The IJ held several hearings, both in person and by telephone. (R. 208-39). Yesil moved to change venue of the deportation proceedings from Louisiana to New York, but the motion was denied because the IJ wanted to resolve the issue of deportability first. (R. 218-23, 237, 341 ("The court will consider a Change of Venue after Deportation has been resolved and only if the alien is eligible for relief from Deportation.")). On April 12, 1994, Yesil was released from custody on a $ 20,000 bond. (R. 351, 353). He returned to New York City, where he and family members resided and where he was serving his term of special parole under the supervision of the United States Probation Office. (R. 337-38, 348).
On August 31, 1994, the IJ issued a written decision denying petitioner's motion to change venue and ordering him deported from the United States. (R. 204-07). He held that an alien was required to be a lawful permanent resident for seven years before being eligible for a waiver pursuant to section 212(c). (R. 206). Although he noted the existence of Second Circuit law to the contrary, the IJ concluded that he was not bound by Second Circuit law. (Id.). The IJ wrote:
In cases arising outside of the second circuit, i.e., the instant case, it is well-settled that in order to be eligible to receive a § 212(c) waiver, an alien must have been an LPR for at least seven years and any time spent in the U.S. in an immigration status besides that of a permanent resident, cannot be applied towards the seven year requirement. . . . Under the authority of the BIA (which is controlling in the present case), the time that [Yesil] spent in the U.S. in student status cannot be tacked onto the time which he has been an LPR to meet the seven year domicile requirement. Since [Yesil] has not been an LPR for at least seven year[s], he is statutorily ineligible to apply for a waiver of inadmissibility under § 212(c) of the [INA] . . . .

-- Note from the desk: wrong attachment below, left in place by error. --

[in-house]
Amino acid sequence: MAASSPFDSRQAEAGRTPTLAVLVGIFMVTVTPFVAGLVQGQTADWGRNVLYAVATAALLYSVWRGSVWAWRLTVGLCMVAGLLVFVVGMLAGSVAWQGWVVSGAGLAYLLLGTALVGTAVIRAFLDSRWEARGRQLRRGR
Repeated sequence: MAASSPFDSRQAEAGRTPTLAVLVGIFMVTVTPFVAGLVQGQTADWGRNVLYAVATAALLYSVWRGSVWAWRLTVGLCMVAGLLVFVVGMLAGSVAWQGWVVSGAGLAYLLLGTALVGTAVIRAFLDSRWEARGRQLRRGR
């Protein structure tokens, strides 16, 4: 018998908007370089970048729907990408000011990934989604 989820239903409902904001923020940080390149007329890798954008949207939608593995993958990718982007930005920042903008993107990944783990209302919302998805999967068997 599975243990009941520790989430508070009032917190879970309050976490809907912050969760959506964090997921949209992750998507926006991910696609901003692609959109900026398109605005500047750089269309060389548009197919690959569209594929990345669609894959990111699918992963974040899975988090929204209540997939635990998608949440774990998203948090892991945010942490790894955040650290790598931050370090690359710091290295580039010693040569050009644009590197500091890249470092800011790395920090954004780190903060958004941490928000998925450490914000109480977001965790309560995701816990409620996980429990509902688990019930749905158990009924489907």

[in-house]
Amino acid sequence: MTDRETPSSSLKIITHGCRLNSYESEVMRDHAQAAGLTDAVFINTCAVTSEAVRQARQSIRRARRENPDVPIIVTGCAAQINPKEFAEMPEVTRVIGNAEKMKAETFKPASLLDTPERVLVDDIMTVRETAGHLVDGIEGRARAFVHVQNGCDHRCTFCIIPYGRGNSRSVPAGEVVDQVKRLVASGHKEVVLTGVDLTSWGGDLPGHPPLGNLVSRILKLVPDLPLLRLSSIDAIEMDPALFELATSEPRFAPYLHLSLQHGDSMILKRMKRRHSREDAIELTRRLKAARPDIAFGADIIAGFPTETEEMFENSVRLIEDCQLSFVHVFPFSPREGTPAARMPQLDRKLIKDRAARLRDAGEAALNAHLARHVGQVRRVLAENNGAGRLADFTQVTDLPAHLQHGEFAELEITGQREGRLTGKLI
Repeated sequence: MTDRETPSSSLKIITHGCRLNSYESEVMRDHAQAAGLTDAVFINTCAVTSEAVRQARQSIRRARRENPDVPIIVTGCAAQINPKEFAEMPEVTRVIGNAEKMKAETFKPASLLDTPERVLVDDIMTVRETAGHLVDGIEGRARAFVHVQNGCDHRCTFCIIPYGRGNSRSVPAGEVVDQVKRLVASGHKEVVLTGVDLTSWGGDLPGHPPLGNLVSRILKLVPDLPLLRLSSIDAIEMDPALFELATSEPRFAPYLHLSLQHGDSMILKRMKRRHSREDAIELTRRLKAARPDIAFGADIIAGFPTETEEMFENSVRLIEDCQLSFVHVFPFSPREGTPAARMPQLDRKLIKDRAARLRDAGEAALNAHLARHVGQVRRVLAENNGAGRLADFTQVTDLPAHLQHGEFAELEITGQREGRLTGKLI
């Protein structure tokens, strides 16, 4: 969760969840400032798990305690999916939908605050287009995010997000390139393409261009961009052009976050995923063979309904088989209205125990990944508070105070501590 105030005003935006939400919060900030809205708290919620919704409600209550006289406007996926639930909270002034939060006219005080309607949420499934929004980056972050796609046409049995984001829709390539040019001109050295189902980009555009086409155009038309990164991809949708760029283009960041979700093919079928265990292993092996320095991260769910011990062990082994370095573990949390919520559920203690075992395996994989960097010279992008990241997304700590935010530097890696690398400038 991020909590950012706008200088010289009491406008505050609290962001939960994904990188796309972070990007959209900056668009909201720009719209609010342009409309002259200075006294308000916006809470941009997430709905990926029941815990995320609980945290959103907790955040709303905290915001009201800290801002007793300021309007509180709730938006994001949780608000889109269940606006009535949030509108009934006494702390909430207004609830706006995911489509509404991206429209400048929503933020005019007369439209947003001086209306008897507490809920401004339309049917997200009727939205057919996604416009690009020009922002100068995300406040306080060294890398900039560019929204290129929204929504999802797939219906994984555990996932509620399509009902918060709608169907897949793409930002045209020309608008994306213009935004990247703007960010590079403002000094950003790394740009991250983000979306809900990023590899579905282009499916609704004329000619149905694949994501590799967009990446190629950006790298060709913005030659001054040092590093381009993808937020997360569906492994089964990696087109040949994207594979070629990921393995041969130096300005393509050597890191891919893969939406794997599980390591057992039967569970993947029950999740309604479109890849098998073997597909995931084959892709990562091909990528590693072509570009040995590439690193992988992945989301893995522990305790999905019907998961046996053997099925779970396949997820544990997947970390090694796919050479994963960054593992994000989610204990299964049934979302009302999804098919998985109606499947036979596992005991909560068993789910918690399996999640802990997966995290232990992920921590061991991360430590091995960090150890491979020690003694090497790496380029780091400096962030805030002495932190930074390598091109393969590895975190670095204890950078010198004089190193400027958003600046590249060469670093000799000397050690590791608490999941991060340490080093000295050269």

(R. 206 (citations omitted)). The IJ also denied the request for a change of venue again, on the basis that Yesil was ineligible to apply for a section 212(c) waiver. (R. 207).
On September 9, 1994, Yesil appealed to the BIA. (R. 199-201). In addition, on November 23, 1994, seven years and six days after he had applied for lawful permanent resident status, Yesil filed a formal application for a section 212(c) waiver. (R. 140-44). At approximately the same time, he filed a "Motion to Reopen" the deportation proceedings. (R. 178-86).
On March 17, 1995, in a written decision, the BIA dismissed Yesil's appeal and denied his motion to reopen the proceedings. (R. 145-52). The BIA held that time prior to the granting of lawful permanent resident status could not be counted toward an ...